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‘Bert and Ernie are only best friends’: ‘Sesame Street’ bosses claim the characters have no sexuality because they’re puppets

A writer for the children's TV show confirmed this week he wrote the two characters gay

By Steve Brown

Sesame Street has released a bitter statement claiming Bert and Ernie cannot be a gay couple because they are simply puppets.

This week, writer Mark Saltzman – who was in a relationship with film editor Arnold Glassman – revealed in an interview with Queerty that he wrote the two characters as a gay couple.

He said: “So, it was the Bert & Ernie relationship, and I was already with Arnie when I came to Sesame Street.

“So, I don’t think I’d know how else to write them, but as a loving couple. I wrote sketches…Arnie’s OCD would create friction with how chaotic I was. And that’s the Bert & Ernie dynamic.”

Now, on the official Twitter account for the programme, bosses have slammed the reports that the two puppets are in a relationship.

They wrote: “As we have always said, Bert and Ernie are best friends.

“They were created to teach pre-schoolers that people can be good friends with those who are very different from themselves.

“Even though they are identified as male characters and possess many human traits and characteristics (as most Sesame Street Muppets do), they remain puppets, and do not have a sexual orientation.

Sesame Street has always stood for inclusion and acceotance. It’s a place where people of all cultures and backgrounds are welcome.

“Bert and Ernie were created to be best friends, and to teach young children that people can get along with those who are very different from themselves.”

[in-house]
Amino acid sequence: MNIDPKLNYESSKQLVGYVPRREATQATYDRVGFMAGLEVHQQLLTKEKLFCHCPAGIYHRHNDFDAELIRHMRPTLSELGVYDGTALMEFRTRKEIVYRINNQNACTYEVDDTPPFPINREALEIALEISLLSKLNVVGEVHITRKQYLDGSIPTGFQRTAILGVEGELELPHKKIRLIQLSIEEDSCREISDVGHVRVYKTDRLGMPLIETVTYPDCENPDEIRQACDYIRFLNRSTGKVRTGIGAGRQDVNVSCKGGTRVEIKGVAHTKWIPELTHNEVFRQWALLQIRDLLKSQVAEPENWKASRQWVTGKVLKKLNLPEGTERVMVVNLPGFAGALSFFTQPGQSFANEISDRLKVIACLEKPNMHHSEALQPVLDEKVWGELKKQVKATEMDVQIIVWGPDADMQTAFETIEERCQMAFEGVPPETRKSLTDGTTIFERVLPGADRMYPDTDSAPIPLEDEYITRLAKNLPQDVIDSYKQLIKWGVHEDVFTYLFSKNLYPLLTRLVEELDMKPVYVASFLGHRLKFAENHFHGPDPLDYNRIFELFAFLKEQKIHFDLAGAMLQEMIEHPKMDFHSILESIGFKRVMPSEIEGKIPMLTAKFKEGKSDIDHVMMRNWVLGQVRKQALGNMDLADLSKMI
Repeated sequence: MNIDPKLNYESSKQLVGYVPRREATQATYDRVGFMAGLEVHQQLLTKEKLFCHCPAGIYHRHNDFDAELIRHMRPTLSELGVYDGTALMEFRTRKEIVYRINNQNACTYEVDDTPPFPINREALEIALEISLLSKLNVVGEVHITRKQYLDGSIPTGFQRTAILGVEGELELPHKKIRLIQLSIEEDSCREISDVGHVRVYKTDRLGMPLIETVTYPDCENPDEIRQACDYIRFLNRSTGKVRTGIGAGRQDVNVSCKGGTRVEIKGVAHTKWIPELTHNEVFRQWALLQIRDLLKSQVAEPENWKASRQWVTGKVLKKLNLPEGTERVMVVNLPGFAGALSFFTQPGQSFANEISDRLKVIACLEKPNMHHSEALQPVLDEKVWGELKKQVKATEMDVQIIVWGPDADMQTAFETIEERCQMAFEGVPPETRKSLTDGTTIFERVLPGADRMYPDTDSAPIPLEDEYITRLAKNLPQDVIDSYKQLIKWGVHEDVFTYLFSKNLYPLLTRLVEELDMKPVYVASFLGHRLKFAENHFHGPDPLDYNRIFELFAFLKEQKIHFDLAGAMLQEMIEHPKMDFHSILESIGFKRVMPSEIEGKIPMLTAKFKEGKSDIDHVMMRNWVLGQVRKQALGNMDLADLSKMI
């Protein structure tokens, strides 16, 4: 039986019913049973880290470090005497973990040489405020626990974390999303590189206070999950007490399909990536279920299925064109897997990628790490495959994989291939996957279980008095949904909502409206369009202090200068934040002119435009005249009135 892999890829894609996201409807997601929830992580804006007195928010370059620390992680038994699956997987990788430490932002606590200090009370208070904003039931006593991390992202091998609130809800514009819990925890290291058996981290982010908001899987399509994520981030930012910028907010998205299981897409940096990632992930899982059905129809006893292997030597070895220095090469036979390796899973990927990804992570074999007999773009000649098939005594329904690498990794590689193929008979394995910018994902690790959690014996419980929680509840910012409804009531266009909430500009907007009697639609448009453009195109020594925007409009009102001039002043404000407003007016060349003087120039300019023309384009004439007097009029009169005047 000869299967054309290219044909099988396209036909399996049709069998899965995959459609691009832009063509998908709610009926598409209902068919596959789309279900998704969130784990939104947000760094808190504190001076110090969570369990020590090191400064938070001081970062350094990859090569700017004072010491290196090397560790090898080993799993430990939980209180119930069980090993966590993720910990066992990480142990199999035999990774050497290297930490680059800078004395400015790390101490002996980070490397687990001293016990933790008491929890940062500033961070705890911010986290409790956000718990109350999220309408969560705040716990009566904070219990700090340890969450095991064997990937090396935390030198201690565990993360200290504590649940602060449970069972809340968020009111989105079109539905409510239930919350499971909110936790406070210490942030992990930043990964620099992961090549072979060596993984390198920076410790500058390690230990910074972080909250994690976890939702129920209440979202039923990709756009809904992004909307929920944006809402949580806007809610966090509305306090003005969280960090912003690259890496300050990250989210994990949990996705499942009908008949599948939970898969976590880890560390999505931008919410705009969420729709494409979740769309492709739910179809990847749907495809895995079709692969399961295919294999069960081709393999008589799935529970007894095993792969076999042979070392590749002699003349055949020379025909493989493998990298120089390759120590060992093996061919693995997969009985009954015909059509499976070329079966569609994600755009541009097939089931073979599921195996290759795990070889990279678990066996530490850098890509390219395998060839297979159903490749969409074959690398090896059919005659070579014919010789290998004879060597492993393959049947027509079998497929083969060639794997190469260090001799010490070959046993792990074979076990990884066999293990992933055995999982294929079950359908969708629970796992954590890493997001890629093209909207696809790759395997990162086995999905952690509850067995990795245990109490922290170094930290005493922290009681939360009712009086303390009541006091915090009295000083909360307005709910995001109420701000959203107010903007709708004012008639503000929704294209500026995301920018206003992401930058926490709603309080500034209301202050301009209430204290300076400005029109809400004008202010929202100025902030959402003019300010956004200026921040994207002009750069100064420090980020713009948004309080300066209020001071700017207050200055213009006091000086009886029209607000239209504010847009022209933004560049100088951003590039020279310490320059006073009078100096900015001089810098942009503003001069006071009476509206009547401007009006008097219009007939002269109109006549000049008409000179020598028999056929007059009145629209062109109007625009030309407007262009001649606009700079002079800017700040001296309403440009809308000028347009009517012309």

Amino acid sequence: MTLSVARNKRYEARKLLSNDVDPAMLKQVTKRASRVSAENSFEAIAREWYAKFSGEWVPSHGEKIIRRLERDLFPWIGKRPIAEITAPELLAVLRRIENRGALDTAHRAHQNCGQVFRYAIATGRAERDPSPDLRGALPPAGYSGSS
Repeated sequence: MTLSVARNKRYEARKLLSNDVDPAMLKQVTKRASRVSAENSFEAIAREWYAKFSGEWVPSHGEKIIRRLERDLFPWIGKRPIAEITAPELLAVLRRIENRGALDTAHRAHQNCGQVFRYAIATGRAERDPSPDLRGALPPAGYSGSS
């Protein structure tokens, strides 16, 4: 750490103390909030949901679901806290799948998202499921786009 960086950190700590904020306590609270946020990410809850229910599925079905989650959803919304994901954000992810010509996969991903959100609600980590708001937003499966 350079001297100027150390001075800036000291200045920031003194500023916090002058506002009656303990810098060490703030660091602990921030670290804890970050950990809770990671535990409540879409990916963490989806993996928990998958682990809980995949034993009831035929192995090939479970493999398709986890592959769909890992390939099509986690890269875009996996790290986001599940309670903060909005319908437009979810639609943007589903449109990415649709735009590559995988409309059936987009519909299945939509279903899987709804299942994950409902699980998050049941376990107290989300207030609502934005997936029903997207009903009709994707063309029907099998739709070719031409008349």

However, the fact that they claim they cannot have a sexual orientation because they are puppets hasn’t sat well with many LGBT campaigners considering the likes of Miss Piggy and Kermit the Frog are in a heterosexual relationship.

Chaz Harris, who is part of a new awareness campaign on social media called #HearUsShowUs to engage the LGBTQ+ community and our allies in calling for more inclusive and visible representation of LGBTQ+ characters in family-oriented media, slammed the comments.

He told Attitude: “Are Miss Piggy and Kermit just ‘best friends?’ The Count has a wife and Oscar the grouch has a girlfriend.

“The sexual orientation of existing characters is made pretty clear to kids, so by denying that it’s possible for any puppets or Bert and Ernie to have an orientation, that’s making straight the default.

“We need to stop teaching kids that, and statements that reinforce that kind of thing are invalidating and very problematic.

“If Sesame Street don’t want to officially acknowledge Bert and Ernie as gay characters then that’s up to them, but the statements made to actively deny they are have implied that being queer is something shameful or inappropriate for kids to be made aware of.

“Some people are queer. Some kids have queer parents and siblings. Maybe if more kids grew up seeing themselves and their peers represented, we’d see less of the kind of bullying that results in the loss of LGBTQ kids like Jamel Myles.”